Ella Baker Legacy Event
This fall has been a powerful display of what is possible when people come together to share a vision for a more just and vibrant future for our communities. As the momentum of the movement for solutions for the 99% continues to grow, it's important to learn about the legacies of organizing and people-power we are building upon and to celebrate the freedom fighters who came before us.
That is why we are thrilled to announce the first annual Ella Baker Center Legacy Event -- the culminating celebration of our 15th anniversary year. Legacies of People-Power will feature a panel of inspiring civil rights veterans discussing the past, present, and future of people-powered movements. Seats are limited so buy your tickets now.
Learn more about our featured speakers:
Cathy Cade grew up in a middle class white family in the Midwest and the South, active in her Unitarian churches. Shortly after arriving in Atlanta as an exchange student to Spelman, she was demonstrating for civil rights with other students of the Atlanta University Center. She spent much of the rest of the semester hanging out at the Student Nonviolent Coordinating Committee office where she got to hear about and observe the leadership of Ella Baker. After a number of years in the civil rights movement and SDS, Cathy joined the Women’s Liberation Movement, came out as a lesbian and has been photographing the lesbian feminist community for forty years. Her photos from the ‘70s can be seen on line as part of the current exhibit at www.leslielohman.org. She is a member of the Unitarian church in Oakland.
Dolores Huerta continues to work tirelessly developing leaders, advocating for working poor, women and children. She is the co-founder and Secretary-Treasurer of the United Farm Workers of America, AFL-CIO ("UFW"). The mother of 11 children, 14 grandchildren and four great-grandchildren, Dolores is currently the President of the Dolores Huerta Foundation.
As an advocate for farm worker rights Dolores has been arrested twenty-two times for non-violent peaceful union activities. In 1984 the California State Senate bestowed upon her the Outstanding Labor Leader Award. In 1993 Dolores was inducted into the National Women’s Hall of Fame. That same year she received the American Civil Liberties Union (ACLU) Roger Baldwin Medal of Liberty Award; and the Eugene V. Debs Foundation Outstanding American Award, and the Ellis Island Medal of Freedom Award. She is also the recipient of the Consumers’ Union Trumpeter’s Award.
Ericka Huggins is a former member of the Black Panther Party, political prisoner, human rights activist, poet and teacher. As the longest-standing woman in Black Panther Party leadership, from 1967-1981, she brings a complete, unique and honest perspective to the much debated challenges and successes of the Party.
For the past 25 years Ericka has lectured and taught throughout the United States, where her extraordinary life experiences enable her to speak personally and eloquently on issues relating to women and children, youth, incarceration, education, and the role of spiritual practice in sustaining activism and promoting change. Currently Ericka is a professor in Women’s Studies at California State University, East Bay and brings her legacy of spiritual activism and social justice to her teaching. Additionally, she is a Human Diversity consultant for educational and community-based organizations in the Pacific Northwest. A mother of three, with two grandchildren, Ericka lives in Oakland, California.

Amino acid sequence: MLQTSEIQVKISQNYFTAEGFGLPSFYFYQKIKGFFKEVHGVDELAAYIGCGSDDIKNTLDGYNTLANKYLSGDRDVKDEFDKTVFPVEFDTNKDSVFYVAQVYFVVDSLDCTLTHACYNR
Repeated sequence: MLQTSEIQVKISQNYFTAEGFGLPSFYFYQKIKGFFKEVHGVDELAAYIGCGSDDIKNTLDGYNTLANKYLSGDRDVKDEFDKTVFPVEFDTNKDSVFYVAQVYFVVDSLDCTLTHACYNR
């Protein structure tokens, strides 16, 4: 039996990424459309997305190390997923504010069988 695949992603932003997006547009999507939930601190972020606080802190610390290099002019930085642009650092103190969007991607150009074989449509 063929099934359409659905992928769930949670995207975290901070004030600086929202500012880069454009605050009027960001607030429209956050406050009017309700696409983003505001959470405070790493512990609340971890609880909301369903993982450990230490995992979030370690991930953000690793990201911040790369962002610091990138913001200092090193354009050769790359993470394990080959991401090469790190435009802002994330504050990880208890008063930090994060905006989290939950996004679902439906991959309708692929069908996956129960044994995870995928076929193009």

Miss Major is a black, formerly incarcerated, transgender elder. She has been an activist and advocate in her community for over forty years. She was at the Stonewall uprising in 1969, became politicized at Attica, was an original member of the first all-transgender gospel choir, and is a father, mother, grandmother, and grandfather to her own children, and to many in the transgender community. Currently, Miss Major is the Executive Director of TGI Justice where she instills hope and a belief in a better future to the girls that are currently incarcerated and those coming home.
Barbara Ramsby, Panel Moderator, is an award-winning writer, historian and longtime political activist whose work spans some of the most important contemporary movements in this country. She is most notably the author of the multiple award-winning biography of civil rights activist Ella Baker, entitled Ella Baker and the Black Freedom Movement: A Radical Democratic Vision.
Ransby co-founded the Black Radical Congress in 1998 and initiated African American Women in Defense of Ourselves in 1991. She also co-founded the Progressive Media Project and has worked on the editorial board of Race and Class journal. She is currently an associate professor at the University of Illinois at Chicago in the Departments of African American Studies and History.